Tag Archives: Ottocento

Dangerous Heights

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If you follow this blog, you remember that last summer I started studying a series of photographs that today are part of the collection of the Photographic Archive of Milan. I may have not mentioned though what this series is and why this research project is so exciting.

The images are of the reconstruction of the Sforza Castle, Milan’s perhaps most emblematic historic building, and the building of the beautiful Galleria Vittorio Emanuele, arguably the first shopping mall (and the concept behind all those “galleria” type malls we find in many American cities today, by the way).

The images are remarkable for different reasons. First, because they show the wave of renewal that gave Milan the face we know today; the physical process of how it came to be. Second, because the places are so emblematic. The Sforza Castle was the seat of Milan’s ruling Renaissance dynasty. Although of course it had lost its significance by the 19th century, being a castle in the era of industrial revolution, its near destruction by Napoleon’s invasion was still an insult. So the new state of Italy (unified in 1861) wanted to elevate its historic legacy with the reconstruction some 30 years later. The Galleria, of course, was to showcase the wealth of the new industrial society. Think fashion. That’s why both are closely related to Milan’s identity as a city.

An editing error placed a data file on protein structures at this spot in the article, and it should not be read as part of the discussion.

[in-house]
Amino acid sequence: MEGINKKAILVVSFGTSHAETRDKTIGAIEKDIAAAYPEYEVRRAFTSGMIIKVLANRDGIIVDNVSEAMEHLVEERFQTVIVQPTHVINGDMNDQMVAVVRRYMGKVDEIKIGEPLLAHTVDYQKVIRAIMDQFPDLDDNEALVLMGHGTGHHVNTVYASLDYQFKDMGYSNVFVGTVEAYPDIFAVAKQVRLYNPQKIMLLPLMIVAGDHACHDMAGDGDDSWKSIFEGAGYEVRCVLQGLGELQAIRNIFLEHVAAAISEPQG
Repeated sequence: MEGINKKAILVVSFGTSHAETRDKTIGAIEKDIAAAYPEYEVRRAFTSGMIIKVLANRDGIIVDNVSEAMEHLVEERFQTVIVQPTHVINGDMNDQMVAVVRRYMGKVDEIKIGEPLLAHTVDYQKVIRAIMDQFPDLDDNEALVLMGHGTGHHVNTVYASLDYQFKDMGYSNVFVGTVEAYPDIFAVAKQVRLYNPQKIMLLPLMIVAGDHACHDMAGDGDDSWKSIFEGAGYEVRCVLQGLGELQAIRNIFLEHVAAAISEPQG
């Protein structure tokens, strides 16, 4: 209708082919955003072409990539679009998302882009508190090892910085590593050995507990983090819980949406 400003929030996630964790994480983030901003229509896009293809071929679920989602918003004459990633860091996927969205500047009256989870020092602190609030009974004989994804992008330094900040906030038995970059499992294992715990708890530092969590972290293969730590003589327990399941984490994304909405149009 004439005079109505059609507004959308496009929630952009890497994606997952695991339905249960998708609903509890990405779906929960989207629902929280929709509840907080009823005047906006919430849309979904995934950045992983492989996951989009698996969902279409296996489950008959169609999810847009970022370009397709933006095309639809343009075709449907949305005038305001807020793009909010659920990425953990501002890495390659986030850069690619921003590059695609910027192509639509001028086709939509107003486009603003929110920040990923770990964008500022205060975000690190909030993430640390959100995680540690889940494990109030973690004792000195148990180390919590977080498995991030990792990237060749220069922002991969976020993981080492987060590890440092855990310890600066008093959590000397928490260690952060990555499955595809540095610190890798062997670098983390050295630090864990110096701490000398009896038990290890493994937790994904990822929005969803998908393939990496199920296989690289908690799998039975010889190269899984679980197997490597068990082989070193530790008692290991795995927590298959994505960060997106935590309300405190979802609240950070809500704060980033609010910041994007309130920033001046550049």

But this is not exactly why they are exciting. Continue reading

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